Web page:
We replaced the rotted, stained lattice with a white vinyl to mimic the rails and add some much-needed freshness to the old deck.

Once the lattice had been completed, I went to work with planting. Around the azaleas I added the Siberian iris bulbs my mother-in-law had donated to my landscaping cause. At each corner I place a large pot, with contents that I expected to change with the seasons, because I love the look of unique pots growing up out of a lush garden. It’s like stumbling onto the remains of a 17th century foundation wrapped with moss or a Roman aqueduct draped with vine; the perfect hint of civilization bowed by untamed wildness.

Love At First Sight

I write a lot about my husband in these posts, and not just because he’s fast becoming a gardener-extraordinaire in his own right. But this garden has been our story from the beginning. We bought this home because we saw it not just as an investment but as a foundation where we could build our lives together. We got engaged in our driveway, where he stopped his truck on a December night after an evening spent recreating our first date, looking at neighborhood Christmas lights, only to show me the lights on our rooftop spelled “Marry Me.” It seemed a natural to take the next step at home, and so we soon found ourselves planning a wedding in our own backyard. Why invest all that money into a reception hall when we could reinvest in our home?

A beautiful memory created at home.

Now, I’m not going to get into the year of headache that came with that naive thought. I’m going to stick to the headache that was landscaping our home over the next year in preparation of having roughly 100 people, half in high heels, dancing and eating outside in unpredictable temperatures and unknown amounts of precipitation.

Truly, our engagement was the precipice of a full year of hard-core landscaping. With the arrival of spring, we had a full checklist of items to tend to:

  • Get rid of moles – no one wants their grandmother to break an ankle on their wedding day due to stepping into that pesky mole hole. The short version is that every chemical, every sonar repellent, every cure we tried failed miserably. And then we got an Akita pup. Problem solved.
  • Seed grass – while the clover was lush and green, it wasn’t exactly the lawn of Chris’ dreams. A few John Deere attachments later and I had an excuse to ride my beloved mower for hours more and the grass was quickly greened.
  • Repair lattice around deck – gaping holes and rotted wood don’t exactly say “welcome.”
  • Paint everything – we called in the pros for this one. Painting the deck was pain enough for me, but, boy, what a difference fresh paint makes. The shed went from being an eyesore I ached to raze to an adorable little barn I can’t wait to wreathe with flowers.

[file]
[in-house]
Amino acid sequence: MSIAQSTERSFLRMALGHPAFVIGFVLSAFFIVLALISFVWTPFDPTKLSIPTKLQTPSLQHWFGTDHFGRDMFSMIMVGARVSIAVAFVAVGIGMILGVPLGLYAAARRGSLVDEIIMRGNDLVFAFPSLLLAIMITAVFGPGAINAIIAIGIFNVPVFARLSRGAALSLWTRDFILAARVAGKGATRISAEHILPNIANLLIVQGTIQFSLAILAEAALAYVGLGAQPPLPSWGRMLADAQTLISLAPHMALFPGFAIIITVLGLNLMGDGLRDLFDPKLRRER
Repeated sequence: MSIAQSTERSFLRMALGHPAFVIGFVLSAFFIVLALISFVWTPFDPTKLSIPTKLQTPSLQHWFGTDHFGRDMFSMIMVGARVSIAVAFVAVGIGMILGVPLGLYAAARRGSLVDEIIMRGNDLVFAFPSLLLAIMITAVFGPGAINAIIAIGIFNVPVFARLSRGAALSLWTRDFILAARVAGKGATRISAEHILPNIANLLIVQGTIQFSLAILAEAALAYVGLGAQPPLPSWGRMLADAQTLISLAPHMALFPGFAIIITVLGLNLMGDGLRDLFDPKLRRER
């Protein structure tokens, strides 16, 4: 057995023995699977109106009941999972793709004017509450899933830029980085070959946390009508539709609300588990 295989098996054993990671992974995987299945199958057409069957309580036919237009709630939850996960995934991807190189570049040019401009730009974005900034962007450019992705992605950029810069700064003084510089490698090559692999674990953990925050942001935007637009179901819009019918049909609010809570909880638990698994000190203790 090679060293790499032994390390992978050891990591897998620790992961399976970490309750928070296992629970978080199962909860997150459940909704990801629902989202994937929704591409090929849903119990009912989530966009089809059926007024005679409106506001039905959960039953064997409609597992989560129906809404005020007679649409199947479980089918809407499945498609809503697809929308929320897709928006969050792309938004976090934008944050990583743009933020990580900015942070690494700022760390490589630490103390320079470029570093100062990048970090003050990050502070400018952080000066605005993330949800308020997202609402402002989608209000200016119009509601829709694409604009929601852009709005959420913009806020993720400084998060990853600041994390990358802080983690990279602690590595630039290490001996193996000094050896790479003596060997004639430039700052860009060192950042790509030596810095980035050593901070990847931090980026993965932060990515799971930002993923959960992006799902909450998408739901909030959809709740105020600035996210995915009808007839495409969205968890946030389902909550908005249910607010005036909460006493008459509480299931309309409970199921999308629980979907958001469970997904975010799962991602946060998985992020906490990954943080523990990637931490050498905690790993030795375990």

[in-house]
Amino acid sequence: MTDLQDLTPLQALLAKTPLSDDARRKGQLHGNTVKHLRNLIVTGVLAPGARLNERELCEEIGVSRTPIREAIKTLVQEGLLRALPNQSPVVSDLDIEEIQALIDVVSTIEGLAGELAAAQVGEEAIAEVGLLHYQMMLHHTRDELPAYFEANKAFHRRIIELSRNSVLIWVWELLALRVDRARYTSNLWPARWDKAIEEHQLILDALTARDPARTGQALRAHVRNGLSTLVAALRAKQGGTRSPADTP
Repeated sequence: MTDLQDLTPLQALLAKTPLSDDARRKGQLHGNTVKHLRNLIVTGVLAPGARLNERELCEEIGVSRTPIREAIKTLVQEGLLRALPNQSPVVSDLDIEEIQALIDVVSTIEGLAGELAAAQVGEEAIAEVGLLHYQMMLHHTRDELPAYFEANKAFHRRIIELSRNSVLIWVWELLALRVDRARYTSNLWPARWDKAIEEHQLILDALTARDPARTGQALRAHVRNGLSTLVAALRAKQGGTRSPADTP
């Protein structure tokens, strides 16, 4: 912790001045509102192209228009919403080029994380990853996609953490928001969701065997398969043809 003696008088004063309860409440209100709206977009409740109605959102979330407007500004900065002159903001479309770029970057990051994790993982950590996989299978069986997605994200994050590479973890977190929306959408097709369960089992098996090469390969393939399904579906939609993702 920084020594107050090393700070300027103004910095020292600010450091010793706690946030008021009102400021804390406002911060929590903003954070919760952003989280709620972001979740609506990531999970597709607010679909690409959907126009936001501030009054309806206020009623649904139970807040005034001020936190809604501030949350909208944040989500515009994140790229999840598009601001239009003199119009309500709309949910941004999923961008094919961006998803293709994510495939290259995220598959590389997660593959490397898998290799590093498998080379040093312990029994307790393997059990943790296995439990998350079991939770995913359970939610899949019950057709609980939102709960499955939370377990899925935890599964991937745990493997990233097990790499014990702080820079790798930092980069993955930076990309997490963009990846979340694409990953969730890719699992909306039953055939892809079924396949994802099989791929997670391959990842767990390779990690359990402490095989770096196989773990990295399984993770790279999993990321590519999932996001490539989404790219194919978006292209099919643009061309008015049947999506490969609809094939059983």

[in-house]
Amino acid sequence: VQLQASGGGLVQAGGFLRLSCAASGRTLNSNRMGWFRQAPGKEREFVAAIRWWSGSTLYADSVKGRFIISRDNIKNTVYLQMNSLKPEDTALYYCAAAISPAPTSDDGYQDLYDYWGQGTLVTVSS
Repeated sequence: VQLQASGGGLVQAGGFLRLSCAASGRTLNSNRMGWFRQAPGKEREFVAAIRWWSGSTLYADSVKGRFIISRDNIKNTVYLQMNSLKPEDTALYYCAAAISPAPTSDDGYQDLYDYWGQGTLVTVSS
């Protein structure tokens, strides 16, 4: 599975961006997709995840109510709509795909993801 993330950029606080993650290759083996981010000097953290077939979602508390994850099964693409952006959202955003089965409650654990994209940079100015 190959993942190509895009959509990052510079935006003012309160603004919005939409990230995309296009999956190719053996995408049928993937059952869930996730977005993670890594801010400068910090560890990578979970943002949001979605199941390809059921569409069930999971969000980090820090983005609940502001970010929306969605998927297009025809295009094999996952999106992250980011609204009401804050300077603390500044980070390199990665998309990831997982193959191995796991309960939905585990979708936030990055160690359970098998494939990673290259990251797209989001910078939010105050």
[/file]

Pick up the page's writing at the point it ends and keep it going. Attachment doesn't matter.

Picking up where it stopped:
• Landscape – the yard wanted for the softness that shrubs and flowering plants can bring. While I knew that would be a long-term project, we needed some quick fixes prior to the wedding.
  • Fix the giant hole in the yard – oh, have I not mentioned the giant hole in the yard? Oh-ho-ho, that’s because that’s a story unto itself.

There were plenty more things we wanted to add to the list. And lots more hours spent wandering in circles on the grass wondering if the giant tent would really fit and what to do to keep the fence from showing in photos. Somehow, it all came together. I’ll share that story in a future post.

A Blank Canvas

I still remember the first time I saw my house. My then-boyfriend, Chris, and I had been house-hunting for several months and after losing a bid on a short sale had hung up our realtor pages. We were about to depart for an overseas vacation, anyway, and it seemed a good time to take a break and recharge mentally before going back into the trenches.

It’s hard to really stop looking, though, once you’ve started. If you spend all of your time watching HGTV, you’re already addicted to peeking inside other people’s lives to see how yours might fit in their space. But since we weren’t taking it seriously, Chris and I agreed that I’d go on my own to visit this last listing before our trip.

Love at first sight

The house was at the end of a cul-de-sac, one of Chris’ main criteria. He wanted his  kids to grow up the way he had, biking on the communal asphalt circle with tons of neighbor kids. Two stories, no basement, a loss in his column. It had good bones, and beautiful porches. I remember standing on the deck in the back and thinking to myself, “Yes, this will do.”

It was a 1.55-acre lot, a veritable parkland compared to the 1/4-acre lots typical in our locale. Most of it was fenced in. Along the right, a small run-off creek flows along the property, preventing close neighbors. The right was fully wooded, owned by a foundation with a limit against selling in my lifetime.

There was probably a good 1/2 acre of lawn fenced in the back alone. There wasn’t much to it, but boy there was a lot of it. A big shed sat smack in the back center. There were a few dogwoods scattered about and an oddly pruned holly tree immediately off the back deck. That was about it. No flowers. No shrubs. Just grass.

Room to grow!

The front had a lopsided fir of some type that reminded me of the type of tree around which Dr. Seuss’ Whos might clasp hands and start singing.  Another holly was planted virtually on the front porch. A disaster of pyracantha reared up on either side of the house’s front fence, which bordered the neighbors backyards, and strings of ailing forsythia faced the garage. A side yard nearly as big as my current backyard was shaded by nut-bearing trees, eliminating all possibility of grass.

An awfully big space for such sad, little forsythia.

“You might want to take a look,” I told Chris when I talked to him that night, a strange quiet overtaking me. He worked 24-hour shifts, and agreed he’d stop by on his way home the next morning.

“But what do you think of it?” he asked repeatedly. I wouldn’t answer. I wanted to see if he felt the same strange flutter in his heart that I did when he stepped out on that clover-filled lawn.

Against all odds, he did. So we went to see it again together. And then again, upon signing papers, with our mothers, both avid gardeners ready to sketch their own plans. After several weeks of bizarre obstacles (including a signing deadline nearly missed due to a Finnish desk clerk and a faulty fax machine), somehow, the house was ours.

It was quickly clear I'd be gardening on a much bigger scale than I was used to.

We have cursed it, we have praised our lucky stars, we have pledged to never mow grass again, and we have practiced the stories we’ll tell our children someday about the pull we felt that kept us from leaving this land. We sit out by the pond and tell ourselves stories about the next project, the next little room, the next thing we’ll grow.

Oh, did I not mention the pond? That’s because that’s an entirely different story.